Operation Respect appreciates the critical importance of empathy. It is a skill that is taught throughout the Don’t Laugh at Me curriculum, from “How Would You Feel If?” to taking a “Walk in Another’s Shoes.” We firmly believe that empathy is an essential skill needed for the healthy social and emotional development of children and adults as well. We also believe it can and should be taught.
So, when in the fall of 2016, Facing History and Ourselves, of which we are huge fans, piloted Face the Future, an online game focused on the future of empathy, we found the idea fascinating. This kind of teaching tool, particularly now, as empathy seems to be sorely lacking in public discourse and in our polarized society, seemed like a powerful response to the call for more technology in social and emotional learning.
Jane McGonical, Director of Game Research and Development for The Institute for the Future, created this game with the goal of developing a more empathetic future. McGonical told USA Today, “The only way you can do well is through collaboration and being respectful of other people in the game. If you’re harassing people or just bullying people or criticizing people without respect, nobody will play with you and it will be an unsuccessful game for you.” If only this applied to everyday life!
In the game, a new social networking site called “FeelThat” is in use, in which people put on sensors, and physically feel the emotions other people are feeling. It begins with a video presenting several scenarios from the future, ranging from extremely happy to devastatingly sad. Players then choose questions from two virtual decks of cards. Those who are more optimistic about the scenario may be inclined to choose from the deck called Positive Imagination, and those who are more skeptical may choose from the deck called Shadow Imagination.
Players are asked questions about the scenarios, and what could go right or wrong, and a moderator maps out their comments. Participants score points in the game when others build on their ideas. The ultimate goal is to create an idea that is examined from up to one hundred different points of view. This is a practice in empathy, putting yourself in someone else’s shoes and examining an issue from their perspective.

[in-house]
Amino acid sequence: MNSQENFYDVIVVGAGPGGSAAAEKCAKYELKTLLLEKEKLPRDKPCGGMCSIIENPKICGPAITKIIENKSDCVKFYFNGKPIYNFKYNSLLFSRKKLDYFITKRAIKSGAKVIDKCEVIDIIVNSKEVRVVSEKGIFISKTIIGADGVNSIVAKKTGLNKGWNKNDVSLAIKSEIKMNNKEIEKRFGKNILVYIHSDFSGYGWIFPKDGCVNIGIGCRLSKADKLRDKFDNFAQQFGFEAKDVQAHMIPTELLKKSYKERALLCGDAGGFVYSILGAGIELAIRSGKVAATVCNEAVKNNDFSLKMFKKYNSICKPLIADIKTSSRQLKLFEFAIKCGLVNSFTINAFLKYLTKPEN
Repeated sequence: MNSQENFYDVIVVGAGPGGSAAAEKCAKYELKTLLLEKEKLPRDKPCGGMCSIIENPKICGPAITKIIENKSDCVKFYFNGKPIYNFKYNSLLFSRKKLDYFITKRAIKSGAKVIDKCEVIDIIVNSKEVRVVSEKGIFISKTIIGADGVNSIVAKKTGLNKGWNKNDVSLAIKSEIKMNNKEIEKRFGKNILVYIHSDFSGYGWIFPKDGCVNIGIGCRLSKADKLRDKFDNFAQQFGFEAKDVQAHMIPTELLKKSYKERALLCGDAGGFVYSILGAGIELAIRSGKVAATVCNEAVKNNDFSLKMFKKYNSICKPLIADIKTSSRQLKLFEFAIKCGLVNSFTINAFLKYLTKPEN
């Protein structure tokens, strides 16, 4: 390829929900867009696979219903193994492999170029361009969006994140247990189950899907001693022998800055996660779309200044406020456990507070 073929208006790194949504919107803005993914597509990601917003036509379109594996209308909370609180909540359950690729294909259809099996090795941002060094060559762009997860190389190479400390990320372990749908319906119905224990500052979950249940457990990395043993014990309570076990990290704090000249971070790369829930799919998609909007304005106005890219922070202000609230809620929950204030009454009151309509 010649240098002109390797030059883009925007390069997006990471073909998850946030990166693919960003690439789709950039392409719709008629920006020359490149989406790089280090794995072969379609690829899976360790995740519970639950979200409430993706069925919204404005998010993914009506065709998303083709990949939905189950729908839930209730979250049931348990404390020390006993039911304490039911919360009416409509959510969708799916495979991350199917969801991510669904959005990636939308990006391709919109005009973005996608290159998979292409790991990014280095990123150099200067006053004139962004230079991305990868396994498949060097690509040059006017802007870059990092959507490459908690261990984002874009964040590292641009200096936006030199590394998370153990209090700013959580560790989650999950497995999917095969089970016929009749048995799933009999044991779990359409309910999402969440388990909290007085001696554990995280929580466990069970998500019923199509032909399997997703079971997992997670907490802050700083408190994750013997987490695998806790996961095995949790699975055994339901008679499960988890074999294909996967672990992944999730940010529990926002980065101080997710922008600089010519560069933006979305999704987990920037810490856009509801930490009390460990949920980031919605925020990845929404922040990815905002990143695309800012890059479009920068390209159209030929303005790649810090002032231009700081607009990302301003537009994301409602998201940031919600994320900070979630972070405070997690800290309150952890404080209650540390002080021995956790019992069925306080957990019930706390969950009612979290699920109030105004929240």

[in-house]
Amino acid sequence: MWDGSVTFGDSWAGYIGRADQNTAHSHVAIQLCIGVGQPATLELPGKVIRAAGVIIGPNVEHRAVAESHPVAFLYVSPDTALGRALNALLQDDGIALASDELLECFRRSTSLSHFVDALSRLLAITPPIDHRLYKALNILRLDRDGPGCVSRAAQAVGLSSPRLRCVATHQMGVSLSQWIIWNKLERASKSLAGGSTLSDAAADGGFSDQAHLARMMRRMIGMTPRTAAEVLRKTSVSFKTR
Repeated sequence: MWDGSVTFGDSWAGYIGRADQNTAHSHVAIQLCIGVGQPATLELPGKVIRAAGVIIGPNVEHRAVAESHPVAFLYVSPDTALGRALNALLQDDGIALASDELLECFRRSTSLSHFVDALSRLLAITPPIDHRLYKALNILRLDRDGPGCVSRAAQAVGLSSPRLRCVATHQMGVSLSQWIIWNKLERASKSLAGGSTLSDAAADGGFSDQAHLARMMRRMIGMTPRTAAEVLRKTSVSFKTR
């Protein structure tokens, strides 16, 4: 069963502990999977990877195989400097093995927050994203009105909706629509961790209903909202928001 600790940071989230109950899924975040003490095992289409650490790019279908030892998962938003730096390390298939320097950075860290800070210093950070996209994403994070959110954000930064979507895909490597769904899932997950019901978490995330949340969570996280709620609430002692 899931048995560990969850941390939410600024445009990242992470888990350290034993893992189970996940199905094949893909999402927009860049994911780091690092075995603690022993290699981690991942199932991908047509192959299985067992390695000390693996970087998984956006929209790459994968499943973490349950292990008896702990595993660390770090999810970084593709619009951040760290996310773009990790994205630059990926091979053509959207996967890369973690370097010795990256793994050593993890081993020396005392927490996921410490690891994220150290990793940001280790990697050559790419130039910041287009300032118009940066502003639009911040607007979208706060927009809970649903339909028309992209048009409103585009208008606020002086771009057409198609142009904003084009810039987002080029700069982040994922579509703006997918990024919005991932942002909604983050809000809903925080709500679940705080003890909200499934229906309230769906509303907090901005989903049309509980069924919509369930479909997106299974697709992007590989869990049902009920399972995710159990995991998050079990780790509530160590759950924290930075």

It is difficult to imagine being able to actually feel someone else’s feelings, but scientists believe the development of this technology is at hand, within a decade, and this is the basis of the game, which is set in 2026.
Some of the participants in the pilot of the game expressed concern about the use of this technology, and its negative ramifications. In one scenario a young man is wearing sensors when his girlfriend dies in a car crash and he is able to feel how she felt when she died, and he can relive these feelings over and over again. This could be extremely painful and make it emotionally difficult to recover from such a trauma – even in a virtual setting. Others were excited and optimistic about the possibilities. If people could feel what it is like to be starving, they would be more likely to combat hunger, locally and globally.
Like them, we found ourselves fluctuating between some real concern about sensors which transmit feelings (one more reason not to connect on a human level?) and the potential value of teaching empathy in a way which connects decisions with real life consequences and experiences. It left us curious about how the game will evolve and about how educators will respond over time. Have you used it? Would you? We would love to hear more about your experiences!
This may seem like science fiction, but it could be a commonplace reality in the very near future. We all need to be mindful of how we will confront the challenges of tomorrow, with an open mind, and perhaps most importantly, with empathy.